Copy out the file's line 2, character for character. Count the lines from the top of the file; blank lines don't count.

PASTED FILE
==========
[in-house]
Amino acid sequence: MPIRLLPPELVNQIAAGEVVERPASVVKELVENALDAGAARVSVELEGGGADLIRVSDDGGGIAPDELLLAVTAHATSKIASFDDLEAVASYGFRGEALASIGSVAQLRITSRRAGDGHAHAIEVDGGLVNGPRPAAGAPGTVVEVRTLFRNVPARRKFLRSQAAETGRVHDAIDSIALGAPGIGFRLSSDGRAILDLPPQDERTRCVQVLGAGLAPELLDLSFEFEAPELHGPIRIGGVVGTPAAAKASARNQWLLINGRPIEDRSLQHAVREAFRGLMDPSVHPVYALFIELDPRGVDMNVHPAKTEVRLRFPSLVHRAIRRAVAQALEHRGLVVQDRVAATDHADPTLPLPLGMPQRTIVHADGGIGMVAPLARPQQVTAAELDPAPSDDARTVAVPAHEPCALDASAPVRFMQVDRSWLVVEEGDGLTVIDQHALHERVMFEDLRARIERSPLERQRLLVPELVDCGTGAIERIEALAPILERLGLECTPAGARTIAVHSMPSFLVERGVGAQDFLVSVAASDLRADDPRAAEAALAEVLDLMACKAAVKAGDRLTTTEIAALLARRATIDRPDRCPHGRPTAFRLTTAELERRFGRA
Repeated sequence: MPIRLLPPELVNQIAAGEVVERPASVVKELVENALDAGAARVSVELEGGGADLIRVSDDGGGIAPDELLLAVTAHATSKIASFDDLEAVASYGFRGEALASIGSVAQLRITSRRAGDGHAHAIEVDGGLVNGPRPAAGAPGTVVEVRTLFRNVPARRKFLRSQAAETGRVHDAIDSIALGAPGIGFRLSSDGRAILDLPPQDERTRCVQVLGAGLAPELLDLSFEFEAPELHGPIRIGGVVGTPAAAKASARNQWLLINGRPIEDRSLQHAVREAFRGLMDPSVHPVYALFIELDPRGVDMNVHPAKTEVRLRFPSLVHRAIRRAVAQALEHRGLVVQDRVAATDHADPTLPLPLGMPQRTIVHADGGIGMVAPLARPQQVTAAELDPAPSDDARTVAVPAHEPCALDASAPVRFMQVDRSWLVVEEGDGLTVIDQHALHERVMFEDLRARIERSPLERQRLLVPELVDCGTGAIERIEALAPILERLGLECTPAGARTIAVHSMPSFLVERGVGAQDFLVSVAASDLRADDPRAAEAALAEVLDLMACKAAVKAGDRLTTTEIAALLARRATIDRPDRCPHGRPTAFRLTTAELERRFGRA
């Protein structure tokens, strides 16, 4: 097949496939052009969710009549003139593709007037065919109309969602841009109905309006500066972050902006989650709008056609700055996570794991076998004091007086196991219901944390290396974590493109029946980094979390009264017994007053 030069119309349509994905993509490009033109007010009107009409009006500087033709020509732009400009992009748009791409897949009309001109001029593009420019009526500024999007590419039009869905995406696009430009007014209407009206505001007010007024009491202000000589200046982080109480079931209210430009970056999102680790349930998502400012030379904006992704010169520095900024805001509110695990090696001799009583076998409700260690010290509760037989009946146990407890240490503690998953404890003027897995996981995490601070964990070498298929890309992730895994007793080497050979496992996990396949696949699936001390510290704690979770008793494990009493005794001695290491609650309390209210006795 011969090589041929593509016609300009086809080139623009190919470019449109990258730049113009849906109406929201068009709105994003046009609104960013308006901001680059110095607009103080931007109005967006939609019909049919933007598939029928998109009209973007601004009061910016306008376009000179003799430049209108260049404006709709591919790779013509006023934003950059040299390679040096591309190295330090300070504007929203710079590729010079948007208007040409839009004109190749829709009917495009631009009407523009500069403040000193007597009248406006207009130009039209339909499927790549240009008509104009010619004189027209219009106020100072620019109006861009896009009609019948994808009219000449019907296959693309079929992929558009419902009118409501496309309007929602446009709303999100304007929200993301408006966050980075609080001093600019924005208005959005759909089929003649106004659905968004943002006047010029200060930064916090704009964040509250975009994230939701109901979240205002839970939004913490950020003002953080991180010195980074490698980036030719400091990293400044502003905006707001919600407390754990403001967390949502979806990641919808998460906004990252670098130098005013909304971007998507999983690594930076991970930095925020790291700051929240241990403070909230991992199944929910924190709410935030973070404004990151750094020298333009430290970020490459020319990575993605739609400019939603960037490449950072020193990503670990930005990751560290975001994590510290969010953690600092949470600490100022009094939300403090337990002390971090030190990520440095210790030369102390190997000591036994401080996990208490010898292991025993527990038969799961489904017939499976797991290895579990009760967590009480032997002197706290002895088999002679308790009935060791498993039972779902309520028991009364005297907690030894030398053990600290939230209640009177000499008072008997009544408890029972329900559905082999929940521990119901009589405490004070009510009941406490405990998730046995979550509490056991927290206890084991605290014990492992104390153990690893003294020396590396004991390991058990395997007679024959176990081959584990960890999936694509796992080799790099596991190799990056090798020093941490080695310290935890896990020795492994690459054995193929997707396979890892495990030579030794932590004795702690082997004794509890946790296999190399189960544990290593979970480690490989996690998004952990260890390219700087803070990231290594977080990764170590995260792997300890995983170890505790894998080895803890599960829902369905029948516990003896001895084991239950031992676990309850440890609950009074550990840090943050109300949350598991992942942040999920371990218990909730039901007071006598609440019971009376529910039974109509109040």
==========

Amino acid sequence: MPIRLLPPELVNQIAAGEVVERPASVVKELVENALDAGAARVSVELEGGGADLIRVSDDGGGIAPDELLLAVTAHATSKIASFDDLEAVASYGFRGEALASIGSVAQLRITSRRAGDGHAHAIEVDGGLVNGPRPAAGAPGTVVEVRTLFRNVPARRKFLRSQAAETGRVHDAIDSIALGAPGIGFRLSSDGRAILDLPPQDERTRCVQVLGAGLAPELLDLSFEFEAPELHGPIRIGGVVGTPAAAKASARNQWLLINGRPIEDRSLQHAVREAFRGLMDPSVHPVYALFIELDPRGVDMNVHPAKTEVRLRFPSLVHRAIRRAVAQALEHRGLVVQDRVAATDHADPTLPLPLGMPQRTIVHADGGIGMVAPLARPQQVTAAELDPAPSDDARTVAVPAHEPCALDASAPVRFMQVDRSWLVVEEGDGLTVIDQHALHERVMFEDLRARIERSPLERQRLLVPELVDCGTGAIERIEALAPILERLGLECTPAGARTIAVHSMPSFLVERGVGAQDFLVSVAASDLRADDPRAAEAALAEVLDLMACKAAVKAGDRLTTTEIAALLARRATIDRPDRCPHGRPTAFRLTTAELERRFGRA